Publisher Nippon Ichi has repeatedly answered the prayers of strategy RPG lovers with games like La Pucelle and Phantom Brave, and they deliver once again with Makai Kingdom: Chronicles of the Sacred Tome. While fans of the genre will find it familiar yet enjoyably original, the average gamer — even the average RPG gamer — might feel a bit overwhelmed.
The story begins with punk overlord Zetta who, like all other overlords, is master of his own netherworld. Perpetually angry, perhaps because his name sounds like a popular German car, Zetta is under attack in his own netherworld by a demon sent from another overlord. All of this plays out in a very poor 2D cutscene with characters that look like Darkstalkers rejects, setting the player up for the graphics of the rest of the game. It’s also preparation for voiceover dialogue that’s even worse than the graphics (no mean feat).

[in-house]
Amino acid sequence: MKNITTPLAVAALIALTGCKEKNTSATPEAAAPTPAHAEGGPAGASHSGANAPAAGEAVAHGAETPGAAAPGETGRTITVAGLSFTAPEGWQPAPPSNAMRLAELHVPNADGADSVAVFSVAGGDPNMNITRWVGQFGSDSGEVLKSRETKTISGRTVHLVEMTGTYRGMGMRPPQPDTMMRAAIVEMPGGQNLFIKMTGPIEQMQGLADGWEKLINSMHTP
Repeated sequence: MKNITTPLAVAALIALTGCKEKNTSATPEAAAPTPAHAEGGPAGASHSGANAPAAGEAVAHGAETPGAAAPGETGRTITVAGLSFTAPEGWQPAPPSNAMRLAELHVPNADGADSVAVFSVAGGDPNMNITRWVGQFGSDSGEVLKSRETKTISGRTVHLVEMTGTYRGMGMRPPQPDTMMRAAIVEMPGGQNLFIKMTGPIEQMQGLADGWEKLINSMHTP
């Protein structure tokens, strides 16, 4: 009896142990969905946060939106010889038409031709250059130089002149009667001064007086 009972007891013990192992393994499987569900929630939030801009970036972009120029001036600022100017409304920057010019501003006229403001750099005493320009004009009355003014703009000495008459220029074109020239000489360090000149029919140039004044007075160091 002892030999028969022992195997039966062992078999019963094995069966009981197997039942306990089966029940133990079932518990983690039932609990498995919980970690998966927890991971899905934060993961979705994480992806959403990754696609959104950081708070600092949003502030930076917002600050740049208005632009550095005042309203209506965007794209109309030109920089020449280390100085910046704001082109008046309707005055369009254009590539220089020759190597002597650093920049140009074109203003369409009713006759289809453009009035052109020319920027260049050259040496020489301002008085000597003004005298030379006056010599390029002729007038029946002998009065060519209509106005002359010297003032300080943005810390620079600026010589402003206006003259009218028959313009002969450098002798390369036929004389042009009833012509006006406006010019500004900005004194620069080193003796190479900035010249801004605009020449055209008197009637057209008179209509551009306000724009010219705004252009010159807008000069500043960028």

The battle between Zetta and the demon serves as a brief (as in, two turns) battle tutorial, after which he discovers that someone has written a page into his “Sacred Tome” saying he’ll destroy his own netherworld. Since anything written in the tome comes true, this fate is unavoidable and to escape the destruction Zetta binds his soul to the book, losing his body in the process. Trapped in the tome, he needs the help of the other overlords to reclaim his body and world and discover who planned his destruction.
To harness the power he needs, Zetta must summon minions who battle through worlds created by writing in, well, him, in effect wishing them into existence. True to form, creating and equipping characters is complex, with enough numbers and percentages that a mathematics degree is required to fully understand the intricacies. Character creation is one of the more interesting aspects of the game, as Zetta can summon a new persona by using any item in the game, and the nature of the item determines the resulting stat bonuses and penalties. Players who love stats and especially uber-characters will be in strategy RPG heaven.